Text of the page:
World Food Program: The UN does not want to give up Afghanistan

Status: 09/01/2021 8:19 p.m.

Millions of Afghans depend on food from the United Nations. Deliveries are said to continue even though the Taliban are now in power. But the country’s reserves are running out – financing is precarious.

By Lisa Weiß, ARD-Studio Rome

It is already dark in Afghanistan when Andrew Patterson connects from his office in Kabul. The internet connection is bad, it keeps breaking off. Patterson is the United Nations World Food Program Deputy Regional Director for Afghanistan.

He stayed while many other western foreigners left the country as quickly as possible. Because he and his colleagues have a mission. “14 million people in this country do not have secure access to food. Over two million children are malnourished. We are trying to bring food to them.” Still, even after the Taliban came to power.

“We decide who needs help”

Yes, of course, the situation is difficult, says Patterson. Especially in Kabul, around the airport, the security situation is not good. But paradoxically, in his view, the rest of the country has tended to become safer. There is less fighting. Patterson’s composure may also be due to his organization’s experience of the regimes that changed hands in Afghanistan.

The World Food Program has been active in Afghanistan since 1963. Employees have seen Soviets, mujahideen, Taliban and Western troops control the country. “We’ve been distributing food in Afghanistan all through the past few years as the Taliban began to control various areas of Afghanistan, especially in rural areas,” Patterson said. A few weeks ago, the Taliban had practically controlled the entire country, with the exception of the large metropolitan areas.

The fact that the airport is currently unusable is also not decisive for the World Food Program: 60 percent of the food that employees distribute comes from within Germany. The rest is brought to Afghanistan by land from Uzbekistan, Pakistan or Turkmenistan.

Food, dietary supplements or even money – everything goes directly to individuals or families, not to dubious regional governments, emphasizes Patterson. “We distribute on the basis of humanitarian principles: neutrality, independence and humanity. And we do not accept any restrictions. We decide who needs help. And then deliver.”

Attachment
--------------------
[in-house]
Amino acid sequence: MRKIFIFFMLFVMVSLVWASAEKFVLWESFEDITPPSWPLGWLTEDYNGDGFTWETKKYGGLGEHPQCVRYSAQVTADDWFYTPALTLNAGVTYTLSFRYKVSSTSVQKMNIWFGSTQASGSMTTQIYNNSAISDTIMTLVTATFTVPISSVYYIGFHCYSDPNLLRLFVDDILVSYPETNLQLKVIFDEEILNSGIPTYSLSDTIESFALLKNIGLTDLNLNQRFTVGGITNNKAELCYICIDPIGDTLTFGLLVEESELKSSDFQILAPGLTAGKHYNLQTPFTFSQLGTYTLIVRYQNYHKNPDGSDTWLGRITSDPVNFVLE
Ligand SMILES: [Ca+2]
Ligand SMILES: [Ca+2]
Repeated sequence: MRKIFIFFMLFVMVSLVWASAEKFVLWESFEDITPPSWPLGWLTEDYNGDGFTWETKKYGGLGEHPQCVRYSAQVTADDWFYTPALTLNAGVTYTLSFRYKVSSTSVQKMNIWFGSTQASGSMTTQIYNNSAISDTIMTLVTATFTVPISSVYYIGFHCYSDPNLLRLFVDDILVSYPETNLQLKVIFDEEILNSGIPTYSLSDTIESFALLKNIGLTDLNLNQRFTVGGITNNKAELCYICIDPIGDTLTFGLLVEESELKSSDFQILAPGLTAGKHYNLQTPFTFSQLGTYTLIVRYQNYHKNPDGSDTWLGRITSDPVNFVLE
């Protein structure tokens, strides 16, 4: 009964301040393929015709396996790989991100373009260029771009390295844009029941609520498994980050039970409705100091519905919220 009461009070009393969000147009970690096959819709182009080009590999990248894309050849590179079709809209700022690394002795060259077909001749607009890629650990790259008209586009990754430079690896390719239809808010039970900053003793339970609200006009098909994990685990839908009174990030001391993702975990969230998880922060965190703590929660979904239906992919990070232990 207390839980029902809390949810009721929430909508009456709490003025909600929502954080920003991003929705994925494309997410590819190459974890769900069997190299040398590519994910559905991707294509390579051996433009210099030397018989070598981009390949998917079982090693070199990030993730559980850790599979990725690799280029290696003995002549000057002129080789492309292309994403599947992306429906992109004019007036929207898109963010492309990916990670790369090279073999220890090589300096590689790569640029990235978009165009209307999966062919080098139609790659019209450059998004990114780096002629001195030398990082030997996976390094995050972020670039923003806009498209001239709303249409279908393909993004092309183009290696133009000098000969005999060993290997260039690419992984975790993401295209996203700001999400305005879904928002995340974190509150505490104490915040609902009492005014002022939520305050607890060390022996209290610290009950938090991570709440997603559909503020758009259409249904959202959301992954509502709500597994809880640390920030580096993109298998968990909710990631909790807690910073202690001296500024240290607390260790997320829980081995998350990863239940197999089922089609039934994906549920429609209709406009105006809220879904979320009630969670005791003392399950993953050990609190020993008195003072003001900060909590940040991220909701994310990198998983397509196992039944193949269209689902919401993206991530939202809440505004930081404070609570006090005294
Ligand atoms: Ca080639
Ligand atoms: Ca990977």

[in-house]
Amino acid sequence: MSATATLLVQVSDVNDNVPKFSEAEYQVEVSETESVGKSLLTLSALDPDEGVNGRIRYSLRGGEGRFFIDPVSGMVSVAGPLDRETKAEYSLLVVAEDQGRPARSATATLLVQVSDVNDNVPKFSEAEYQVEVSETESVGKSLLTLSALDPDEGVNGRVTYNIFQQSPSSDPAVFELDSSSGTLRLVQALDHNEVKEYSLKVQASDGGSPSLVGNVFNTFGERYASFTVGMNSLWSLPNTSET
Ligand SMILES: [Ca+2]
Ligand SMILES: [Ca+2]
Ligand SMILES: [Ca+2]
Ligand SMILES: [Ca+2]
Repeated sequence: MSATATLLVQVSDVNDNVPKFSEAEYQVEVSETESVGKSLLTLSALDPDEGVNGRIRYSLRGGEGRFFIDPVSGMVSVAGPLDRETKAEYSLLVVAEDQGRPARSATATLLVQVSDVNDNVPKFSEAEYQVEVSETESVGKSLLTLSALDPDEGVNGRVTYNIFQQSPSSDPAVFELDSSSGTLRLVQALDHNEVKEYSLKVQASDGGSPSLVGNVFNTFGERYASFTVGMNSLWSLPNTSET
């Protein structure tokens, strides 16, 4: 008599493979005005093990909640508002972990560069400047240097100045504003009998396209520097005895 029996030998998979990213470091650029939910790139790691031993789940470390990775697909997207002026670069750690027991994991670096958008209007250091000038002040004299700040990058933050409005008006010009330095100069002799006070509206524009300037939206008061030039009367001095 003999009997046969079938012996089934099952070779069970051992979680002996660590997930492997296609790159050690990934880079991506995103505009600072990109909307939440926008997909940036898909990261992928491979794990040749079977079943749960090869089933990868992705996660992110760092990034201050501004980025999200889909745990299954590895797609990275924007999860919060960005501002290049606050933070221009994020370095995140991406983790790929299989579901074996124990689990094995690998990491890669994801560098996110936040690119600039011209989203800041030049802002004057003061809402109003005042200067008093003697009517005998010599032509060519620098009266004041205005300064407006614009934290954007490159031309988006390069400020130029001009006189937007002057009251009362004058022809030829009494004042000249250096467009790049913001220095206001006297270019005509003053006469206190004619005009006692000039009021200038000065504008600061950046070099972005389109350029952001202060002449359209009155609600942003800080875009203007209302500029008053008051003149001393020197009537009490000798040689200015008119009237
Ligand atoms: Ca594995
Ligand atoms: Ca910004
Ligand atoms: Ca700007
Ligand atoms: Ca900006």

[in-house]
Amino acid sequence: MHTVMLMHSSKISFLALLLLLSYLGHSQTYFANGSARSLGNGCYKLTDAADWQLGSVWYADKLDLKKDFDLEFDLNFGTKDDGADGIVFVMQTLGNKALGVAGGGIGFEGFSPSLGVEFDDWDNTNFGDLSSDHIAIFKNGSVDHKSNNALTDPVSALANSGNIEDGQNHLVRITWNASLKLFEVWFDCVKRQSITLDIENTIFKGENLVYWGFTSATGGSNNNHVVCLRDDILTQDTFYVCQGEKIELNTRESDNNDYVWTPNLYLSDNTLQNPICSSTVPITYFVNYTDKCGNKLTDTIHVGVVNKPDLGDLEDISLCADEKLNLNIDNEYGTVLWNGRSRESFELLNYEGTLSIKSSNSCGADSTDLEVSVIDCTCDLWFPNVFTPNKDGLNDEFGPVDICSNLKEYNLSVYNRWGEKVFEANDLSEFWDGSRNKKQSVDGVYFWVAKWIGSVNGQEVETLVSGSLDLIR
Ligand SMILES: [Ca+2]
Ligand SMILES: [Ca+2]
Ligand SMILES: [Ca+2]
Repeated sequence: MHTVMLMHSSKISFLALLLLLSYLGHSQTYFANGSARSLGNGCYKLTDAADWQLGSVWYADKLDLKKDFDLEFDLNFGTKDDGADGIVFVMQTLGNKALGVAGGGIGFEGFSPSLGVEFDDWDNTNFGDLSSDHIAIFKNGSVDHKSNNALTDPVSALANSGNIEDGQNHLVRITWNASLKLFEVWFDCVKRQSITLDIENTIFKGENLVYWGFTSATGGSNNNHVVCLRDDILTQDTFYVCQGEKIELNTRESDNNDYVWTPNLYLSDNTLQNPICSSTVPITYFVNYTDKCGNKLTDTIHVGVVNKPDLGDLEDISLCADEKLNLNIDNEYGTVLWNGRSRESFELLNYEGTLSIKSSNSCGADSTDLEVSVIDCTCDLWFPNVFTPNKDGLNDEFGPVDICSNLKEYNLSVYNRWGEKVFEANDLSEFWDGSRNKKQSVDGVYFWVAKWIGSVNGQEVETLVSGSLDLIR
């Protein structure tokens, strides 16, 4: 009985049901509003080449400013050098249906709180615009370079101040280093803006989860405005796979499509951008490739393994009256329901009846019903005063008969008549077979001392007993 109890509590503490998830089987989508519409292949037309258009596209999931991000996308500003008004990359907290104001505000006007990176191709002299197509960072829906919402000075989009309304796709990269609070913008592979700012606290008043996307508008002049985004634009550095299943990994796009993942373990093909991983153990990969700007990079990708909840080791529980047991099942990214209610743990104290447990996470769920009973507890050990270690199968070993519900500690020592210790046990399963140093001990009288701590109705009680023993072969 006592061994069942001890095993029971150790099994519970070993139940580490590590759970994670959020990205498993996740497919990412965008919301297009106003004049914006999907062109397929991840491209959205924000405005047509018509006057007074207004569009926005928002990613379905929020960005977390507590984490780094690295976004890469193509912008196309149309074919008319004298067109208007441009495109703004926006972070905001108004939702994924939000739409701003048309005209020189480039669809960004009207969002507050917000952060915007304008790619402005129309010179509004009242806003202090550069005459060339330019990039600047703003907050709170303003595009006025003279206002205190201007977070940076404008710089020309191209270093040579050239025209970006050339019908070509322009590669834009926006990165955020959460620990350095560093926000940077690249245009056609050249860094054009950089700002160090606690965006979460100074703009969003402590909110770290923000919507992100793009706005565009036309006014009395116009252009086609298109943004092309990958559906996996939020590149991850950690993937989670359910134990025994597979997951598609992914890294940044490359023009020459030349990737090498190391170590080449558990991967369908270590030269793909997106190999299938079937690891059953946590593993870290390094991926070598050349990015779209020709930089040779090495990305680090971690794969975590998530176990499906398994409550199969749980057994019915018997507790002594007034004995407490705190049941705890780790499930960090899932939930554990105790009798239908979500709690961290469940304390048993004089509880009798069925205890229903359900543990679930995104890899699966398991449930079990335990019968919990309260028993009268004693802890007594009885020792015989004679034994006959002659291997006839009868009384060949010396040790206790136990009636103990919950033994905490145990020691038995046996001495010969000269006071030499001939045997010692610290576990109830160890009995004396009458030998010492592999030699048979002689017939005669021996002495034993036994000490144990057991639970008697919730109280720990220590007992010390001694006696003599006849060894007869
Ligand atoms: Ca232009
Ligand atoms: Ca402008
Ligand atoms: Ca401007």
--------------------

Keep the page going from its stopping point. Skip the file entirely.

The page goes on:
Negotiations with local Taliban

What the takeover of power by the Taliban means in concrete terms for the work of the aid workers on the ground is still unclear, says Patterson. The conditions under which NGOs can work have not yet been determined. The distribution of food has started again in most regions, only in Herat and Kabul there are major problems.

And then there is still the question: what happens next with women? “20 percent of our employees are women. We would like more and we also want those we hire to be able to come to work to be able to do their normal tasks,” says the regional director.

In some places they would have noticed minor restrictions. “That means we have to negotiate with the Taliban.” On the one hand, this happens locally – with local Taliban leaders, in Herat, Kandahar or Mazar-i-Sharif. The Taliban also have an NGO commission that is the point of contact for all aid organizations.

Two droughts in three years

For Patterson, the biggest problem is another one: funding. Because the World Food Program, which is based in Rome, has only a very small budget, it is dependent on donations from states, companies or private individuals. Patterson and his team urgently need $ 200 million to feed those hungry at least until the end of the year.

The situation is dramatic, he says. “We will soon run out of food reserves in the country. We are spending the supplies we have received. So we need supplies.” In addition, winter is just around the corner. There is also a drought – the second in three years. “The yield is down 40 percent, the local plants haven’t grown or carried,” Patterson explains.

Above all, the money must flow quickly so that the World Food Program can shop again. Otherwise the food will run out by the end of September or beginning of October, Patterson fears.

Aid to Afghanistan – World Food Program is not giving up

Lisa Weiß, BR, September 1, 2021 7:22 pm

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